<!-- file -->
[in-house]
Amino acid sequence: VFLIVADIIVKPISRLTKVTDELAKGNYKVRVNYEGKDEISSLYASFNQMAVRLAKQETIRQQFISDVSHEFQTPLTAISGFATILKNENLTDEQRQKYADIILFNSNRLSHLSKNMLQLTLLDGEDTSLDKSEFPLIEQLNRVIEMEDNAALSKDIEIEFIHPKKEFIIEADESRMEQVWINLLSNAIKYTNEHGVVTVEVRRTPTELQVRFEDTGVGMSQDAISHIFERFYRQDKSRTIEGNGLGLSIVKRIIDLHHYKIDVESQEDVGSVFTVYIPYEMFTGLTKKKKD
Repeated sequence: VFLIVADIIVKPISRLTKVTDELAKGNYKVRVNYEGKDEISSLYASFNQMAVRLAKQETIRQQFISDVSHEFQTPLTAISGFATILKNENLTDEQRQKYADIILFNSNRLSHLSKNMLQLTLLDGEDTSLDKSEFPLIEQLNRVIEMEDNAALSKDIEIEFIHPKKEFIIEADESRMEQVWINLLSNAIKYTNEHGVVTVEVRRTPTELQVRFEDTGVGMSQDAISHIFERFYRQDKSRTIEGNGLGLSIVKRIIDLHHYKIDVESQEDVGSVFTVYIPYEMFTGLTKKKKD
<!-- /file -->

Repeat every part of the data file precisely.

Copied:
[in-house]
Amino acid sequence: VFLIVADIIVKPISRLTKVTDELAKGNYKVRVNYEGKDEISSLYASFNQMAVRLAKQETIRQQFISDVSHEFQTPLTAISGFATILKNENLTDEQRQKYADIILFNSNRLSHLSKNMLQLTLLDGEDTSLDKSEFPLIEQLNRVIEMEDNAALSKDIEIEFIHPKKEFIIEADESRMEQVWINLLSNAIKYTNEHGVVTVEVRRTPTELQVRFEDTGVGMSQDAISHIFERFYRQDKSRTIEGNGLGLSIVKRIIDLHHYKIDVESQEDVGSVFTVYIPYEMFTGLTKKKKD
Repeated sequence: VFLIVADIIVKPISRLTKVTDELAKGNYKVRVNYEGKDEISSLYASFNQMAVRLAKQETIRQQFISDVSHEFQTPLTAISGFATILKNENLTDEQRQKYADIILFNSNRLSHLSKNMLQLTLLDGEDTSLDKSEFPLIEQLNRVIEMEDNAALSKDIEIEFIHPKKEFIIEADESRMEQVWINLLSNAIKYTNEHGVVTVEVRRTPTELQVRFEDTGVGMSQDAISHIFERFYRQDKSRTIEGNGLGLSIVKRIIDLHHYKIDVESQEDVGSVFTVYIPYEMFTGLTKKKKD